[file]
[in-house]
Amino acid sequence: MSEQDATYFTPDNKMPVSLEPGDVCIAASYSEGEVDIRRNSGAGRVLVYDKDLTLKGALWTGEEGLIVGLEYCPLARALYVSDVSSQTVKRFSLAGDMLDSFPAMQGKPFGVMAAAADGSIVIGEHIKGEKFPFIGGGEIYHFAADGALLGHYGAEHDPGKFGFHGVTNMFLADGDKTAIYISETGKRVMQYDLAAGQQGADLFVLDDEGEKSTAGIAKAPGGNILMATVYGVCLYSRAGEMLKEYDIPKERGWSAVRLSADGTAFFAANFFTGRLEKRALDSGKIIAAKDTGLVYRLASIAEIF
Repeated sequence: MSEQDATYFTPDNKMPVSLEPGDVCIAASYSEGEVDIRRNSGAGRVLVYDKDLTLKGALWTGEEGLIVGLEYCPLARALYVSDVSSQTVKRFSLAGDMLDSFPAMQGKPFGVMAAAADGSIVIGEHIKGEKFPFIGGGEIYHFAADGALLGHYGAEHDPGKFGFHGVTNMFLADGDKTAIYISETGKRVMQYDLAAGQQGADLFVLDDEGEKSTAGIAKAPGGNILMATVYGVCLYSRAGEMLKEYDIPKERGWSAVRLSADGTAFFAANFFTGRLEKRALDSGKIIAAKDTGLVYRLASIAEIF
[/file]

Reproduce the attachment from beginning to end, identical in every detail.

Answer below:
[in-house]
Amino acid sequence: MSEQDATYFTPDNKMPVSLEPGDVCIAASYSEGEVDIRRNSGAGRVLVYDKDLTLKGALWTGEEGLIVGLEYCPLARALYVSDVSSQTVKRFSLAGDMLDSFPAMQGKPFGVMAAAADGSIVIGEHIKGEKFPFIGGGEIYHFAADGALLGHYGAEHDPGKFGFHGVTNMFLADGDKTAIYISETGKRVMQYDLAAGQQGADLFVLDDEGEKSTAGIAKAPGGNILMATVYGVCLYSRAGEMLKEYDIPKERGWSAVRLSADGTAFFAANFFTGRLEKRALDSGKIIAAKDTGLVYRLASIAEIF
Repeated sequence: MSEQDATYFTPDNKMPVSLEPGDVCIAASYSEGEVDIRRNSGAGRVLVYDKDLTLKGALWTGEEGLIVGLEYCPLARALYVSDVSSQTVKRFSLAGDMLDSFPAMQGKPFGVMAAAADGSIVIGEHIKGEKFPFIGGGEIYHFAADGALLGHYGAEHDPGKFGFHGVTNMFLADGDKTAIYISETGKRVMQYDLAAGQQGADLFVLDDEGEKSTAGIAKAPGGNILMATVYGVCLYSRAGEMLKEYDIPKERGWSAVRLSADGTAFFAANFFTGRLEKRALDSGKIIAAKDTGLVYRLASIAEIF